|Oregon State Bar Bulletin NOVEMBER 2007
A colleague appeared in my office with a pressing question about hyphens. He was writing an article about people who own small businesses. But he was concerned that a punctuation mistake might make the article about small people, instead of small businesses. That concern (and perhaps a touch of procrastination) propelled him to my office. Was he writing about small business owners or small-business owners?
Legal writing is precise writing. Sometimes the missing hyphen, misplaced word or extra comma can change the meaning of a sentence. In quotations, lack of precision can hurt your reputation (or just make you look sloppy). The devil’s in the details.
The general rule is to use a hyphen to join words that together make a single adjective. Familiar examples are middle-class neighborhoods and one-way streets.
Of course, those aren’t the ones that drive us crazy. My colleague’s example does. The key is clarity. If a hyphen would avoid ambiguity, put it in. Since small business owners could be either a) small people who own businesses or b) people who own small businesses, he was correct to consider a hyphen. The hyphenated term is clear: small-business owners can be tall, but their businesses must be small.
The good news is that dictionaries and grammar books vary in their rules on some hyphens, allowing even curmudgeons a bit of breathing room. And common usage allows you to continue writing about "small business owners."
Words that are on their way to becoming one sometimes use a hyphen to help us make that transition. Remember that we traveled from "on line" to "on-line" to "online"?
Sometimes placement determines whether a hyphen is needed. In discussing age, for example, the term "eight-year-old child" needs hyphens, but the clause "the child was eight years old" does not. Even if the noun child is only implied in the first example, the hyphens are needed. "The eight-year-old was a model student."
Modifiers should be placed as closely as possible to the words they modify. The more space that intervenes, the more opportunities for ambiguity. Note the variations in the following sentences that occur from moving around the word "only."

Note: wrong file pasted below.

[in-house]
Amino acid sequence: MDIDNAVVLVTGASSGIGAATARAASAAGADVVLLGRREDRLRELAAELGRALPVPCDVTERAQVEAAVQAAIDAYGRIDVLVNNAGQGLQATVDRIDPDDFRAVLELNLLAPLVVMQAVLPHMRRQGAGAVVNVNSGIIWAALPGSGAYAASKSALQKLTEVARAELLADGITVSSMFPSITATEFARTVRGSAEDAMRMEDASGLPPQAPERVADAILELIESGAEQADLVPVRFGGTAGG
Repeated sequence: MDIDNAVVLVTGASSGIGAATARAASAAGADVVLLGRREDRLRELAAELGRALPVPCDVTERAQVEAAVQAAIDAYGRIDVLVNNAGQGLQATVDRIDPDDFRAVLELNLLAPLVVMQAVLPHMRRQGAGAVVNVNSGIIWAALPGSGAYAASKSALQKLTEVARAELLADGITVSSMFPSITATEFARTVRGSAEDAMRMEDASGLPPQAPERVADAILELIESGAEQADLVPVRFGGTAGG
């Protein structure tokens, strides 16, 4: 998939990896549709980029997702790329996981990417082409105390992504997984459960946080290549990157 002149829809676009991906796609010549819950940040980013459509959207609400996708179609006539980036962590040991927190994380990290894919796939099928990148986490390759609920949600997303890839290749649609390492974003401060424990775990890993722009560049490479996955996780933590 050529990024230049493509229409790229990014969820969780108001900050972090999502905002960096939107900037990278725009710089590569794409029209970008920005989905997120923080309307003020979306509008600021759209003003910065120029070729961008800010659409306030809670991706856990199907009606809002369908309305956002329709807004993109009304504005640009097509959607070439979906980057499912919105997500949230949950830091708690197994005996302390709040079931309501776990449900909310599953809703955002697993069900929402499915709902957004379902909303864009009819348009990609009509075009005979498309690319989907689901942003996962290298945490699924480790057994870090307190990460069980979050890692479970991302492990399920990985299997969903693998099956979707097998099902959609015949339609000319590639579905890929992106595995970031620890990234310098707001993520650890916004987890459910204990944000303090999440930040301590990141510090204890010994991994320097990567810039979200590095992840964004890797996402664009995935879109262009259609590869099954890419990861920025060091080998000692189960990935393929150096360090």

Example 1: Only lawyers can eat in the firm’s cafeteria. (Support staff, friends and family are not invited.)
Example 2: Lawyers can only eat in the firm’s cafeteria. (They can’t work there.)
Example 3: Lawyers can eat only in the firm’s cafeteria. (They can’t eat at their desks.)
Each of these sentences is grammatically correct. The writer’s intent determines which is appropriate in a given situation.
As another example, consider the following sentence: "The partners discussed the legal problems in building the bridge with 10 associates."
Are the associates building the bridge? Are the partners going to make the associates hold hands and ankles to build a bridge of themselves? Or are the partners discussing with the associates the legal problems in building the bridge?
Here’s a clearer version: "The partners discussed with 10 associates the legal problems in building the bridge."
One function of commas is setting off interesting but unnecessary parts of sentences. These commas show the reader which information can be skipped over because it adds flavor but not critical substance. Thus, a tiny comma can change the meaning of a sentence. Consider the two examples below:
Example 1: The judge is reading the briefs that are well written.
Example 2: The judge is reading the briefs, which are well written.
In the first sentence, the judge is reading only some of the briefs. The judge is reading the good briefs; the law clerk is skimming over the rest. In the second sentence, the judge is reading all the briefs. It’s interesting that all the briefs are well written, but that information doesn’t limit the substance of the sentence. If the missing comma means your brief is not being read, the shift in meaning matters.
(Yes, some of us curmudgeons remember the difference between "that" and "which," but most writers today consider them interchangeable. Thus, our little commas are even more important!)
A more personal example makes the point with greater impact. Consider the next two sentences: